Written By Logan Gilbert And Presented By Charles Leaver
After spending a couple of days with the Ziften group at the 2018 RSA Conference, my technology observation was: more of the same, the typical suspects and the typical buzzwords. Buzz words like – “AI”, “machine learning”, “predictive” were splendidly overused. Lots of attention paid to avoidance, everybody’s preferred attack vector – email, and everyone’s preferred vulnerability – ransomware.
The one surprise I encountered was seeing a small number of NetFlow analysis businesses – lots of smaller businesses attempting to make their mark utilizing a very rich, however tough to work with, data set. Extremely cool stuff! Find the little cubicles and you’ll discover tons of innovation. Now, in fairness to the bigger suppliers I understand there are some truly cool technologies therein, but RSA barely lends itself to cutting through the buzzwords to actual value.
I may have a biased view given that Ziften has actually been partnering with Microsoft for the last 6+ months, however Microsoft seemed to play a far more popular leadership role at RSA this year. Initially, on Monday, Microsoft announced it’s all new Intelligent Security Association combining their security partnerships “to concentrate on safeguarding clients in a world of increased threats”, and more notably – reinforcing that security through shared security intelligence throughout this ecosystem of partners. Ziften is naturally proud to be an establishing member in the Intelligent Security Association.
In addition, on Tuesday, Microsoft revealed a ground breaking partnership with many in the cyber security industry named the “Cybersecurity Tech Accord.” This accord requires a “digital Geneva Convention” that sets standards of behavior for cyberspace just as the Geneva Conventions set rules for the conduct of war in the physical world.
A true point of interest to me though was the different types included of the expo audience itself. As I was likewise an exhibitor at RSA, I noted that of my visitors, I saw more “suits” and less t-shirts.
Ok, maybe not suits as such, however more security Supervisors, Directors, VPs, CISOs, and security leaders than I remember seeing at previous events. I was encouraged to see what I think are the business decision makers checking out security companies first hand, rather than delegating that job to their security group. From this audience I often heard the very same overtones:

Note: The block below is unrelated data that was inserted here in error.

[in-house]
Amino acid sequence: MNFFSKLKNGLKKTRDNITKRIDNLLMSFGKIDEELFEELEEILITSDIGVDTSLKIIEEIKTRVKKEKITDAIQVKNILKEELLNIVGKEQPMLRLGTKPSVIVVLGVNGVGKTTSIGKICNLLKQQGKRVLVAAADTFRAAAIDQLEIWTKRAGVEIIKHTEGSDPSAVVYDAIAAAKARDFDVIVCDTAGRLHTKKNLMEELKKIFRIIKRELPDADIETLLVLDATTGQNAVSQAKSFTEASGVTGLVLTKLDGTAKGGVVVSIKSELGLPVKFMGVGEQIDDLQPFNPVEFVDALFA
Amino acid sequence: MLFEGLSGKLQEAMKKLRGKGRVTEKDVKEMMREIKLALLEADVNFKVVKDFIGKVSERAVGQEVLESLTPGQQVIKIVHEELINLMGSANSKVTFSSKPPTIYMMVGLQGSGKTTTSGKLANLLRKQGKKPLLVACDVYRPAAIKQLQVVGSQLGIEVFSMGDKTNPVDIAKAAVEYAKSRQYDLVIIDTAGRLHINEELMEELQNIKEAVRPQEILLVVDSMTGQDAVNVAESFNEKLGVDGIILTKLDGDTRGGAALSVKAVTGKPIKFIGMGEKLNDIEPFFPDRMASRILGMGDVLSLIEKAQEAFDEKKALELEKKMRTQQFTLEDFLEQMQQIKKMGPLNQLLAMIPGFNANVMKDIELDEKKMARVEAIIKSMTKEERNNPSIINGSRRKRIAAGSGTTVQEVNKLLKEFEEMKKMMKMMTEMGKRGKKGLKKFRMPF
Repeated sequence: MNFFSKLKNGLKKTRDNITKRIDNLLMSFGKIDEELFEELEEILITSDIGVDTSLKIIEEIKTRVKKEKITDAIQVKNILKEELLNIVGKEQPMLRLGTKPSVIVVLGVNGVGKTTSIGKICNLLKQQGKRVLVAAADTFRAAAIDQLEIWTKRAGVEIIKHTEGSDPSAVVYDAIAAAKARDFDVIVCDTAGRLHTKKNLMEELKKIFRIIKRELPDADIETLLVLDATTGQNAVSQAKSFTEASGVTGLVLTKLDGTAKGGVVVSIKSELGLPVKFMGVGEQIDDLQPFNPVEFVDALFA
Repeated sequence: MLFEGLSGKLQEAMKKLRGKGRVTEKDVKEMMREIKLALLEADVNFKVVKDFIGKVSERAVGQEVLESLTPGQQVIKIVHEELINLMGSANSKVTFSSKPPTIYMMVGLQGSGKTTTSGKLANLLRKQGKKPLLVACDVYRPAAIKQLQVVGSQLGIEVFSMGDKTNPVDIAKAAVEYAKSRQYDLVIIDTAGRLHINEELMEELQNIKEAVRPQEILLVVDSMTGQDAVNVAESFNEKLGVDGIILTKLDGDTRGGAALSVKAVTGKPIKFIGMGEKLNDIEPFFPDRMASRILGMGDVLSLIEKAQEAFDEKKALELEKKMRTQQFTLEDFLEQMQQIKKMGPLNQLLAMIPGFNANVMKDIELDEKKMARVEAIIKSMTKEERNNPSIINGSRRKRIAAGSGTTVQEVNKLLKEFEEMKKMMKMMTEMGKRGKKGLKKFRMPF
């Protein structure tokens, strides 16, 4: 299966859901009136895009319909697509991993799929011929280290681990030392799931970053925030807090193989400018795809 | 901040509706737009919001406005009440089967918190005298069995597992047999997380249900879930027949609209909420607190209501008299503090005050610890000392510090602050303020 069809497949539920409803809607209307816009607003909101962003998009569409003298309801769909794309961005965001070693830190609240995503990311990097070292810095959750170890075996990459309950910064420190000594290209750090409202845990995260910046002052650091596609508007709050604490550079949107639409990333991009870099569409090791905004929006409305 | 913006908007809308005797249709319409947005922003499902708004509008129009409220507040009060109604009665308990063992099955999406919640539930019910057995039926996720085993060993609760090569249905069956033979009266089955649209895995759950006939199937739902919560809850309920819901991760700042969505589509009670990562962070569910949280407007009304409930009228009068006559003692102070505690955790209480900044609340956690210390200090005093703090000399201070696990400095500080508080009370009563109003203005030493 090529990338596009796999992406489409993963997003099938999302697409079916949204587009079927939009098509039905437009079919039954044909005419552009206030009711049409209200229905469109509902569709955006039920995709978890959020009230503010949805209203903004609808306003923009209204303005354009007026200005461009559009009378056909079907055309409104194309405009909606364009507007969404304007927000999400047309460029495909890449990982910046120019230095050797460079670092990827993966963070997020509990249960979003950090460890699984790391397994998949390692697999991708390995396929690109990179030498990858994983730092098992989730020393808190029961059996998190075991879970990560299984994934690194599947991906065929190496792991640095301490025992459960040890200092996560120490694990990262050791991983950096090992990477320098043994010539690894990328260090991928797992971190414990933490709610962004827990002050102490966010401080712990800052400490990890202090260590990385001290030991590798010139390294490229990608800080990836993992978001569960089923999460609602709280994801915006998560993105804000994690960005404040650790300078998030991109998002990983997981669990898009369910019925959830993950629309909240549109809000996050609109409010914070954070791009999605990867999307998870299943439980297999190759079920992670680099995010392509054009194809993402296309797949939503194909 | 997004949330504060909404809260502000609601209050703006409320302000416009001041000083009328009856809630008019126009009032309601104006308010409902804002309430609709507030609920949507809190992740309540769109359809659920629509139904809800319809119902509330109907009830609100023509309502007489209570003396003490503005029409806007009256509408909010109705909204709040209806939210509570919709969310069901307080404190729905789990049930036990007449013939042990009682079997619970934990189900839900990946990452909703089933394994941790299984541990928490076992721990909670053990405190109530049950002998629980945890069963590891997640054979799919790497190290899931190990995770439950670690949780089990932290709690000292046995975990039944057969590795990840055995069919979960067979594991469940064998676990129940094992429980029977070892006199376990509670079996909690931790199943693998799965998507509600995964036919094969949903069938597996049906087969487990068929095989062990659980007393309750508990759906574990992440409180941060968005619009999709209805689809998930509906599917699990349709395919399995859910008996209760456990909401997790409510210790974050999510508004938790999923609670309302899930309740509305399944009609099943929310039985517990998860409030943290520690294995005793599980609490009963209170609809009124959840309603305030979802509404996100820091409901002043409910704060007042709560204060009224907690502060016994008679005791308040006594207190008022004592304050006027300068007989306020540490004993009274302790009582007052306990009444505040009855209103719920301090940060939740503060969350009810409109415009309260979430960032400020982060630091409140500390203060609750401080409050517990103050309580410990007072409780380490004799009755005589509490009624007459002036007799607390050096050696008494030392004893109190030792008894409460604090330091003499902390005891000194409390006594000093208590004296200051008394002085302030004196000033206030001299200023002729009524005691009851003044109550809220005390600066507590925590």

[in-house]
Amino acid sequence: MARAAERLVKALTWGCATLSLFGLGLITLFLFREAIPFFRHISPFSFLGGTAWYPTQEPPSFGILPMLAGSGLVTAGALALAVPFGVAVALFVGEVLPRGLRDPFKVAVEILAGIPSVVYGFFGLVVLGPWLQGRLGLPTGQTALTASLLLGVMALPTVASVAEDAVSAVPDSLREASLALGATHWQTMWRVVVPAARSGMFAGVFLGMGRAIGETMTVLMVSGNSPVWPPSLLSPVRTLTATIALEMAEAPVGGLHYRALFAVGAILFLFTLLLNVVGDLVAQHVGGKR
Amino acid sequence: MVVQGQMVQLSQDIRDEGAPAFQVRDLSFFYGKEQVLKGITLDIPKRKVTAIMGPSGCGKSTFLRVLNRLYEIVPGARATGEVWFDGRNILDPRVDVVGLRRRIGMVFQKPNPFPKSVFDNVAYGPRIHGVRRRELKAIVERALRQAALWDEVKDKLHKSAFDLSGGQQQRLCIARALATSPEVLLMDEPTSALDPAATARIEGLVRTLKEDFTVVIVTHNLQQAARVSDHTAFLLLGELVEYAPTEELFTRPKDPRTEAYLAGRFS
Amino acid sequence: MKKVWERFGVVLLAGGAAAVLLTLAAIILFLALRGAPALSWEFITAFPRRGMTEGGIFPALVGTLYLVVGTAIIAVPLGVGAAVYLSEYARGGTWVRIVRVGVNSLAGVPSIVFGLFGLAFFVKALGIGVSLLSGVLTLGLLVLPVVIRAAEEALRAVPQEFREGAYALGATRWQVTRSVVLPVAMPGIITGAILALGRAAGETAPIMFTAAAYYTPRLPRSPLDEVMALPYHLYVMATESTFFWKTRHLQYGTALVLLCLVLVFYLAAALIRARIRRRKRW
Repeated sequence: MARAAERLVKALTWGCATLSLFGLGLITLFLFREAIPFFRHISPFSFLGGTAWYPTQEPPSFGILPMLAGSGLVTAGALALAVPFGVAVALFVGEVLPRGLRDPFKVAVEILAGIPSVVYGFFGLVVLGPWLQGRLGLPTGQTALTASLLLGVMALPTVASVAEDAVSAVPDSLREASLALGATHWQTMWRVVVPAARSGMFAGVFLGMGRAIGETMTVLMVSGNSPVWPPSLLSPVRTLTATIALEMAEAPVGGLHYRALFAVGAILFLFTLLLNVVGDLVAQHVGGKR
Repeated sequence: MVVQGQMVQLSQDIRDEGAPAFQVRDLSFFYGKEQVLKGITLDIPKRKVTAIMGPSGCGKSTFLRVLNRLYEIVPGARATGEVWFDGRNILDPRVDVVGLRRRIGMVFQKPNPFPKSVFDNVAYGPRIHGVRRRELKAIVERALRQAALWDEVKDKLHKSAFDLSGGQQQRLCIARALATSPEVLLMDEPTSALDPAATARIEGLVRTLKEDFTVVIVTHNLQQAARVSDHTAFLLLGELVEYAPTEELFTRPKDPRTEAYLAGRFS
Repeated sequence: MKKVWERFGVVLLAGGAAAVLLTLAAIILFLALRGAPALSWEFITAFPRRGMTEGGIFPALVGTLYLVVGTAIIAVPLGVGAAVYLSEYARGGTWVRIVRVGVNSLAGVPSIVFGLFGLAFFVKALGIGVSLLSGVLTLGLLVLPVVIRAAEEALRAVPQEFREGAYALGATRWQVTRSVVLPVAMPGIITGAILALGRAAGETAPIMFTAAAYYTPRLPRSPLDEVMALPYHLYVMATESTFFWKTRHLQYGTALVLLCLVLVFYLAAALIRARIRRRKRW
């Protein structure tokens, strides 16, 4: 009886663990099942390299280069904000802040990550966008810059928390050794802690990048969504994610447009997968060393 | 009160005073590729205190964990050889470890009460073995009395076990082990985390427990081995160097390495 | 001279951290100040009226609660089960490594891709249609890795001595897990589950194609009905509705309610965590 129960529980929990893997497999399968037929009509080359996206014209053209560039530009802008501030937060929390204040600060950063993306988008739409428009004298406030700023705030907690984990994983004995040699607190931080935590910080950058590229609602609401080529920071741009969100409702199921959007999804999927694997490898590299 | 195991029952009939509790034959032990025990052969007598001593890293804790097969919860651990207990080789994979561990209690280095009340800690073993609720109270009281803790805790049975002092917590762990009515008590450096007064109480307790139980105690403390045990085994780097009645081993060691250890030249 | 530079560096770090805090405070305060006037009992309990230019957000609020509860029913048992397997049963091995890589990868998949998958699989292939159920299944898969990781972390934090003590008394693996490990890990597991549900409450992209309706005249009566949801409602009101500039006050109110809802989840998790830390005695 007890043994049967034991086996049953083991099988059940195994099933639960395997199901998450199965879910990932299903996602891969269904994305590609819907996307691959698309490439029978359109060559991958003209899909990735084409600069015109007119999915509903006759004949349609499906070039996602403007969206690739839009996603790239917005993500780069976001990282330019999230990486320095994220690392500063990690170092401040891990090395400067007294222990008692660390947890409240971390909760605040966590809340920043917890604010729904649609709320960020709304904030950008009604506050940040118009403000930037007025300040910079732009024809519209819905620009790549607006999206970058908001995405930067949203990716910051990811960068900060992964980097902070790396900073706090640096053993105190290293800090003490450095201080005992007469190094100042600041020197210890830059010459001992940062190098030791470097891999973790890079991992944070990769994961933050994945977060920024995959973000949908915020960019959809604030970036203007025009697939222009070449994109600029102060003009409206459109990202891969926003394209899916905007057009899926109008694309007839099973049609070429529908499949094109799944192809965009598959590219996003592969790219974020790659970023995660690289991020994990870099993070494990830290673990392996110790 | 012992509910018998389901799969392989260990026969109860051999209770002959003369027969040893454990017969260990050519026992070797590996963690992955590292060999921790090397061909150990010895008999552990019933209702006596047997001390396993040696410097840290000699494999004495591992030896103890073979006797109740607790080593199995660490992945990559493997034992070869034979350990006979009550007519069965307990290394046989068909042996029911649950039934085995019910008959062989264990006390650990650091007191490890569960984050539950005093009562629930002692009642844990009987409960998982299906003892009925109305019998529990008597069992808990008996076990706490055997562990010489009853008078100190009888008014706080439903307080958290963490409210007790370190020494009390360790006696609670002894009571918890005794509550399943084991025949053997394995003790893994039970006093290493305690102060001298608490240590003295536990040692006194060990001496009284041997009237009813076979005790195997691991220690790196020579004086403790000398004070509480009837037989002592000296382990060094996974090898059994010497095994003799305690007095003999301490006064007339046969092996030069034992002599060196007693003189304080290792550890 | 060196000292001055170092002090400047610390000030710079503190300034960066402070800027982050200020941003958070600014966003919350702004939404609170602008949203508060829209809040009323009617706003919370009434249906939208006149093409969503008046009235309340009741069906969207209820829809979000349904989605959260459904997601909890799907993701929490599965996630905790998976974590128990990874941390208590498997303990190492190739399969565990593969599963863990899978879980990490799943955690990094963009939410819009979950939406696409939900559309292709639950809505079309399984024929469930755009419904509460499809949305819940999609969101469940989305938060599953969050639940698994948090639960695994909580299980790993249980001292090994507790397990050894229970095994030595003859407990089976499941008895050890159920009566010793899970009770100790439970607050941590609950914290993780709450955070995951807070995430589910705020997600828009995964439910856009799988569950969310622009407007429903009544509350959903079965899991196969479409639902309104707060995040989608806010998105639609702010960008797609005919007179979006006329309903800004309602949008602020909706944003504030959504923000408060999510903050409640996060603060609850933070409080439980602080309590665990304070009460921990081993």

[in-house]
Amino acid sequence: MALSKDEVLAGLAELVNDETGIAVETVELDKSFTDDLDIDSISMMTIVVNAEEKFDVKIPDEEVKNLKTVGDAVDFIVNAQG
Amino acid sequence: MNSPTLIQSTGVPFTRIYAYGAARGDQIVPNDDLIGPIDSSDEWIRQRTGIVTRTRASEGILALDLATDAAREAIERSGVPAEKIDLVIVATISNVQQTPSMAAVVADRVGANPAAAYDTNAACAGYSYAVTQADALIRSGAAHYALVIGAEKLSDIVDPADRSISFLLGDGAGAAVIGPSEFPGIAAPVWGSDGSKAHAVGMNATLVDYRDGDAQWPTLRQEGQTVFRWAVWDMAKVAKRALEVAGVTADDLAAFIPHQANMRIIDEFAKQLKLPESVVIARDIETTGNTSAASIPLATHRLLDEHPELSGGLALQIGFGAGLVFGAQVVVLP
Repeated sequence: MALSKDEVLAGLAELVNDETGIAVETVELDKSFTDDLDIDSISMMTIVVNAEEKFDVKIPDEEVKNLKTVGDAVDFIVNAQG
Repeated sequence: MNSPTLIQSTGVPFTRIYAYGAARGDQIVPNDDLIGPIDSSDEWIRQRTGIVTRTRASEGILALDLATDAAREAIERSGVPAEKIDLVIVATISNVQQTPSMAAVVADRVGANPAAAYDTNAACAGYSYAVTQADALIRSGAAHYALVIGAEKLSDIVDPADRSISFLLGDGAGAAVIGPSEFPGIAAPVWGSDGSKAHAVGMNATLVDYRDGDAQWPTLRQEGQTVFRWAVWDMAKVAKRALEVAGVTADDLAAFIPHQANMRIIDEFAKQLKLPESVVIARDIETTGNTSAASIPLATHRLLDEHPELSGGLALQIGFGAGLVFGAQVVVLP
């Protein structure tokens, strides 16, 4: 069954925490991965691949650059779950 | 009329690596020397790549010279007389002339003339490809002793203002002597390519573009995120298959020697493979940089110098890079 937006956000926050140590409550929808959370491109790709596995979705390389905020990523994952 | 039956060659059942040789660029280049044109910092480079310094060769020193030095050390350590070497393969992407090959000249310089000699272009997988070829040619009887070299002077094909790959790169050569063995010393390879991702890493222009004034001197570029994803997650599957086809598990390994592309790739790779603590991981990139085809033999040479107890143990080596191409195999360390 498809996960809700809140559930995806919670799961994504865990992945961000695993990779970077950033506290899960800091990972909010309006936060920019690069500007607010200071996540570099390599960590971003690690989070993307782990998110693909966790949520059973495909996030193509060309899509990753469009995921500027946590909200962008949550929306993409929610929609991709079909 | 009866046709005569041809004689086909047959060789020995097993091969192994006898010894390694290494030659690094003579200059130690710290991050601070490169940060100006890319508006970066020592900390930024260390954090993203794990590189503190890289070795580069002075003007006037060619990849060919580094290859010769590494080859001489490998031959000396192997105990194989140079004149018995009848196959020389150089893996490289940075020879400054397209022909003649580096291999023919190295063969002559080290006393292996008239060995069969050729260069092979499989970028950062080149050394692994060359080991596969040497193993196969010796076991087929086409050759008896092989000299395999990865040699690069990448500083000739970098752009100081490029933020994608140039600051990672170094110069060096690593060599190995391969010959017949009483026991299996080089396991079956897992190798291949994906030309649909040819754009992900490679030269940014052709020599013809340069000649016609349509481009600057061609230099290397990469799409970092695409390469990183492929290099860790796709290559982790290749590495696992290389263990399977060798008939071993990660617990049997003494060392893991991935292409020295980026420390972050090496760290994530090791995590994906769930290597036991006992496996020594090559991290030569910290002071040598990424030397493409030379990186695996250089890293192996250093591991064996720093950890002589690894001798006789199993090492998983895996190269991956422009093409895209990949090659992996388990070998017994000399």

– This is overwhelming.
– I can’t discriminate between one innovation and another.
Those who were Absent from RSA
There were certainly less “technology trolls”. What, you might ask, are technology trolls? Well, as a vendor and security engineer, these are the individuals (constantly men) that appear five minutes before the close of the day and drag you into a technical due-diligence workout for an hour, or at least till the happy hour parties start. Their objective – absolutely nothing useful to anyone – and here I’m assuming that the troll in fact works for a company, so nothing helpful for the company that actually paid countless dollars for their attendance. The only thing gained is the troll’s self-affirmation that they have the ability to “beat down the supplier” with their technical expertise. I’m being severe, however I have actually experienced the trolls from both sides of the fence, both as a seller, and as a buyer – and back at the home office nobody is basing buying decisions based on troll recommendations. I can only presume that companies send out tech trolls to RSA and comparable expos since they do not desire them in their workplace.
Holistic Security Conversations
Which brings me back to the kind of people I did see a great deal of at RSA: security savvy (not just tech savvy) security leaders, who understand the corporate argument and choices behind security innovations. Not only are they influencers however in most cases business owners of security for their particular organizations. Now, apart from the aforementioned questions, these security leaders seemed less focused on a technology or specific use case, but rather a focus on a desire for “holistic” security. As we know, excellent security needs a collection of innovations, policy and practice. Security smart customers needed to know how our technology fitted into their holistic service, which is a refreshing change of dialog. As such, the types of concerns I would hear:
– How does your innovation partner with other solutions I currently utilize?
– More notably: Does your business actually buy into that collaboration?
That last concern is critical, basically asking if our partnerships are just fodder for a site, or, if we really have an acknowledgment with our partner that the sum is greater than the parts.
The latter is exactly what security experts are looking for and require.
Overall, RSA 2018 was great from my point of view. After you get past the lingo, much of the buzz focussed on things that matter to customers, our industry, and us as individuals – things like security partner ecosystems that add value, more holistic security through genuine collaboration and significant integrations, and face to face discussions with business security leaders, not technology trolls.